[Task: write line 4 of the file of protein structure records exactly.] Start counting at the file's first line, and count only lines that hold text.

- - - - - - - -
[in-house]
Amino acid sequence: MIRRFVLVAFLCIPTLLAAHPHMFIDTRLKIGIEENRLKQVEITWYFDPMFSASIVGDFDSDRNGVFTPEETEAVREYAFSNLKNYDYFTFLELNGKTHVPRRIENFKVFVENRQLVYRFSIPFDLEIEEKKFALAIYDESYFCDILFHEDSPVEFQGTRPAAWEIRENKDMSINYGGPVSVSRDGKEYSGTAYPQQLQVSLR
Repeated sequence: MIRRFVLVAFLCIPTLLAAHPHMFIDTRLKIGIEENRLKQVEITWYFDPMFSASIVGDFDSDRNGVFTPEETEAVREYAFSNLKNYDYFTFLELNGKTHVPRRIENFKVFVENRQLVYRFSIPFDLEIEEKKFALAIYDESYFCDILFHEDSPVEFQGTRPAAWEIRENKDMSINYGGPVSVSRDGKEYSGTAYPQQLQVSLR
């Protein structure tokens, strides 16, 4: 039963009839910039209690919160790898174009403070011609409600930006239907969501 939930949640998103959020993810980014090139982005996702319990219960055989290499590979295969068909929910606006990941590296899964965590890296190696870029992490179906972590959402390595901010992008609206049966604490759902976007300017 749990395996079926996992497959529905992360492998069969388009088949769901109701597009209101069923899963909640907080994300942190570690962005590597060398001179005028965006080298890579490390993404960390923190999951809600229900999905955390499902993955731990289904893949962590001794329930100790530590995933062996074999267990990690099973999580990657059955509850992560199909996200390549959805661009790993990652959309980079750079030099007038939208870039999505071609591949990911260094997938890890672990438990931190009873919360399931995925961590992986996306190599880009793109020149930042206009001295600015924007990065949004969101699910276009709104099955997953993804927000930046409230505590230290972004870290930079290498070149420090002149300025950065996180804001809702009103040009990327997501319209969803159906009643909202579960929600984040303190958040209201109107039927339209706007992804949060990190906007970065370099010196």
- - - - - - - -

């Protein structure tokens, strides 16, 4: 039963009839910039209690919160790898174009403070011609409600930006239907969501 939930949640998103959020993810980014090139982005996702319990219960055989290499590979295969068909929910606006990941590296899964965590890296190696870029992490179906972590959402390595901010992008609206049966604490759902976007300017 749990395996079926996992497959529905992360492998069969388009088949769901109701597009209101069923899963909640907080994300942190570690962005590597060398001179005028965006080298890579490390993404960390923190999951809600229900999905955390499902993955731990289904893949962590001794329930100790530590995933062996074999267990990690099973999580990657059955509850992560199909996200390549959805661009790993990652959309980079750079030099007038939208870039999505071609591949990911260094997938890890672990438990931190009873919360399931995925961590992986996306190599880009793109020149930042206009001295600015924007990065949004969101699910276009709104099955997953993804927000930046409230505590230290972004870290930079290498070149420090002149300025950065996180804001809702009103040009990327997501319209969803159906009643909202579960929600984040303190958040209201109107039927339209706007992804949060990190906007970065370099010196």